Andrea's column: We all make mistakesThanksgiving was supposed to be easy for my husband and me this year. It would be just the two of us, so I said we should keep it simple. Sleep in, read the paper in bed, watch a DVD.
By: Andrea Langworthy, Rosemount Town Pages
Thanksgiving was supposed to be easy for my husband and me this year. It would be just the two of us, so I said we should keep it simple. Sleep in, read the paper in bed, watch a DVD.
He had picked up a frozen turkey breast and some fully-cooked side dishes at the store: Our favorite mashed potatoes, roasted root vegetables and mushroom gravy. Once the meat was nearly done, all we needed to do was heat the accompaniments and take out the pumpkin pie.
Later in the day, as we slathered the turkey breast with olive oil, I calculated the time it would take to cook. Once the oven door was closed, I suggested we get out the Thanksgiving table cloth. My husband shrugged his shoulders and expressed a half-hearted, “Sure.”
“We should use the cloth napkins, too,” I said, as we inched the table covering a bit here and a bit there until it was even. My husband looked down at his jeans and sweatshirt and gave me a look that said, “Are you kidding me, cloth napkins and blue jeans?” He sighed as only a husband can and went to the pantry to get the napkins.
I suggested using the good dishes. “It is just us, you know,” he said as he bent down to retrieve the Tuscan-themed plates and bowls. I wiped off the dishes, set them on the counter and figured out when we should get the trimmings ready to go in the oven.
When the time came, we checked the turkey breast and realized what anyone who took high school math classes with me would know: I am not the one who should assess how long it takes to cook a four-and-a-half pound piece of bird. I had miscalculated by a half-hour. At least.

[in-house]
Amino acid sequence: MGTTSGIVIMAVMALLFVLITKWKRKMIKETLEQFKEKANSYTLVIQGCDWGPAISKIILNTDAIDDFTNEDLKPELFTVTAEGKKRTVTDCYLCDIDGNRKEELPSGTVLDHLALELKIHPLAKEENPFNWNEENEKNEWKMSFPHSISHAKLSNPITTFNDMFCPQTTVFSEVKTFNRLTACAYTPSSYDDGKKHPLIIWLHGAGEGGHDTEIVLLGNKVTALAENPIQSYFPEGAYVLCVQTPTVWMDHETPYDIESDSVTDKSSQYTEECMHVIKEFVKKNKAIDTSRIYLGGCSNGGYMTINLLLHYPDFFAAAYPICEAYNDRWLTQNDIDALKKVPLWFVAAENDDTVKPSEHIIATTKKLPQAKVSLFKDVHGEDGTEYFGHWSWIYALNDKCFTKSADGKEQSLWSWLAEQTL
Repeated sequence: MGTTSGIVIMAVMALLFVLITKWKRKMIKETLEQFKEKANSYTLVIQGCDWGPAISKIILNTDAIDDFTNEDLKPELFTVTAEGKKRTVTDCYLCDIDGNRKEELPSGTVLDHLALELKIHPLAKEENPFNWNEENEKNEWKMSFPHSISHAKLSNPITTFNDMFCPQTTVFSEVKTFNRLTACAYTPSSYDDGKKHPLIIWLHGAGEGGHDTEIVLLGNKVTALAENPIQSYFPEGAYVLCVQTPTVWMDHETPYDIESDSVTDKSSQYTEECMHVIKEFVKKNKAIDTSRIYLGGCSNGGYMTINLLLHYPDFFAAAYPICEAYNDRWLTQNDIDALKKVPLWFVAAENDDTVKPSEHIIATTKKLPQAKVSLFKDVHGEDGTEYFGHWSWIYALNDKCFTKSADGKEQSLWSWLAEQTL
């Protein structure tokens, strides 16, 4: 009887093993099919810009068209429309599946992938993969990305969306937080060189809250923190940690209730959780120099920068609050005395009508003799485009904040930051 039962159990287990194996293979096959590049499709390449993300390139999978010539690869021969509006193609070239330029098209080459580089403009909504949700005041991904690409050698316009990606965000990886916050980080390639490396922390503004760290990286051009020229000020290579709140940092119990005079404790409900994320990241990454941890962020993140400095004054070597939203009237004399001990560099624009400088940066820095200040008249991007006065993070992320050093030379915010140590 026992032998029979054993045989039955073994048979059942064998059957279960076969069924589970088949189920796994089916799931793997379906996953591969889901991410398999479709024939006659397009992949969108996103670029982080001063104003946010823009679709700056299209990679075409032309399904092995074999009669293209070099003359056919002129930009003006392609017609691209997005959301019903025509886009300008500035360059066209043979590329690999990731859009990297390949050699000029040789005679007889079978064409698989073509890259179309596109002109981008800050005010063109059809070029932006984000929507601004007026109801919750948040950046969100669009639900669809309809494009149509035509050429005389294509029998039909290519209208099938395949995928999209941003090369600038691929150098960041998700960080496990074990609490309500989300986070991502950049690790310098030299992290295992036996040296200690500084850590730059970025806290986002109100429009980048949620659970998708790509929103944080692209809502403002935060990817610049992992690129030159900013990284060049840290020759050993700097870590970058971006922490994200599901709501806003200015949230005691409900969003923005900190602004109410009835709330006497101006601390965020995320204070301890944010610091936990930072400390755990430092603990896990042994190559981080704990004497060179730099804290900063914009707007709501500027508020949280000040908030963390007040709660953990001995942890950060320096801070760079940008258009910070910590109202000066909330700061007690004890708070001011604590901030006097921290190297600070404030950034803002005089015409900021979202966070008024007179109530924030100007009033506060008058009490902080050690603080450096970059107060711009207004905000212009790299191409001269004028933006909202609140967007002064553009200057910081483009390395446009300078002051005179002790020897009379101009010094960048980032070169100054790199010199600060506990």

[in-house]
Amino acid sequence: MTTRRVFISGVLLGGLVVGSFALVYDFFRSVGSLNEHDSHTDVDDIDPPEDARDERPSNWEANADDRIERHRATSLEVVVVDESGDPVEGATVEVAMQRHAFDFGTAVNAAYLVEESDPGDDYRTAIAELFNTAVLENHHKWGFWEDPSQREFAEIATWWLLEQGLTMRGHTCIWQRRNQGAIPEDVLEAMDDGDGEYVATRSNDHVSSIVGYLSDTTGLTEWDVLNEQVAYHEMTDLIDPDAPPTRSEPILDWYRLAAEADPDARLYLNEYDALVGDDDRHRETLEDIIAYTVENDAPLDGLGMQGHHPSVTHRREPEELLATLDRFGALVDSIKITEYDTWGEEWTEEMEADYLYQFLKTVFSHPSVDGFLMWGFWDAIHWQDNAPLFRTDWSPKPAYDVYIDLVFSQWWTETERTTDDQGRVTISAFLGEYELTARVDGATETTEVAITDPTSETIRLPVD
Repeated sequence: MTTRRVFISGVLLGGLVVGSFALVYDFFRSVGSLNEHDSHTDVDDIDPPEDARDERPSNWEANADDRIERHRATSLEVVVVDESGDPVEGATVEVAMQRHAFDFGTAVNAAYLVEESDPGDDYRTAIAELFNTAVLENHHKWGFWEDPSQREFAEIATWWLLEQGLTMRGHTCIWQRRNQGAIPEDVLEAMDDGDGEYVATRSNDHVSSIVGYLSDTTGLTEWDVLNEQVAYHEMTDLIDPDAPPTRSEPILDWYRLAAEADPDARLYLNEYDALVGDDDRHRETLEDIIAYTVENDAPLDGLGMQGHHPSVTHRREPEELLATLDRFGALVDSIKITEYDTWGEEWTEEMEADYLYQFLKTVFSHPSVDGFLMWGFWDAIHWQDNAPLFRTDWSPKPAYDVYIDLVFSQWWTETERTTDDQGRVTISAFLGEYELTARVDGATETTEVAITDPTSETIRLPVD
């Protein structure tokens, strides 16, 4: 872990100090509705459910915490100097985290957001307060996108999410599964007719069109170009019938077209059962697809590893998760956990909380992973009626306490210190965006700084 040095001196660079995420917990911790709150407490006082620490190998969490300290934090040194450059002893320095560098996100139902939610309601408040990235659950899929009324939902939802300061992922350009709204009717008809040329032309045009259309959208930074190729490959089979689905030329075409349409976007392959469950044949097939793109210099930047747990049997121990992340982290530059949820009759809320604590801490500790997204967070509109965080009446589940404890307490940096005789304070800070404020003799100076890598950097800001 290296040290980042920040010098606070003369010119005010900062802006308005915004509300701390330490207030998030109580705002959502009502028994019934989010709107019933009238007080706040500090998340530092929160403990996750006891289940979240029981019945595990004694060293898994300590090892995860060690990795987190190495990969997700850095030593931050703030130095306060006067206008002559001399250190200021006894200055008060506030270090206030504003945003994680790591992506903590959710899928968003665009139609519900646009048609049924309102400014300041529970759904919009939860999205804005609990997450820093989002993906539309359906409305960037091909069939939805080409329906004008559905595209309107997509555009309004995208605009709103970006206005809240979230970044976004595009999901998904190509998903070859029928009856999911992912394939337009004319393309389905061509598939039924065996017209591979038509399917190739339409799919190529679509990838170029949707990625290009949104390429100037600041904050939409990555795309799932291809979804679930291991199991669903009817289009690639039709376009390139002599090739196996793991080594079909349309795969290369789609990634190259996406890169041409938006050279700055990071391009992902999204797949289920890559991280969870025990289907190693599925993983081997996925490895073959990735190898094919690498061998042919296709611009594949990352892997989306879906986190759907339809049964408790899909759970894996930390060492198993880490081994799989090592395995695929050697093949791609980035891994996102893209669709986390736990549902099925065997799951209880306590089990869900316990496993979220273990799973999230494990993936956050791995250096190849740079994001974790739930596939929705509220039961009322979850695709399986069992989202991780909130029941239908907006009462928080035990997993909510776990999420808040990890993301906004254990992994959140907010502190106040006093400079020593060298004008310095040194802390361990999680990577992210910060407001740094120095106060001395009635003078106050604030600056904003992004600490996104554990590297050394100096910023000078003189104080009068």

My husband heaved that sigh of his and said we all make mistakes. Somewhere between that statement and taking the lid off the container of gravy, I said I wasn’t even hungry anymore and might just go to bed.
He must have felt the same because he started returning containers to the refrigerator. I told him not to forget the gravy and before I knew it, the plastic container was out of my hand and falling to the floor. The contents spewed like lava over the wood. During the cleanup, we rescheduled our dinner for Friday night. Luckily, when I called the next morning, the co-op still had mushroom gravy.
Sunday night, as leftovers reheated, I sat at the table and readied the movie we would watch during dinner. I asked my hubby to bring a glass of wine to me. As he went to set the glass on the table, the stem hit the chair to my left. I watched as the burgundy cloud hovered over the table and then dropped to the table cloth and chair cushion before splintering into drops that splattered to the beige carpeting.
My husband apologized as he poured club soda on the rug and blotted the spots with a white towel. I tried to say it was just a mistake, that we all make them. It’s true but I couldn’t get the words to come out of my mouth. Maybe later this week after the carpet cleaner leaves and the chair is at the upholstery shop.
Until then, if you see my husband, give him a little hug, will you? Tell him we all make mistakes. Especially, his cold-hearted wife.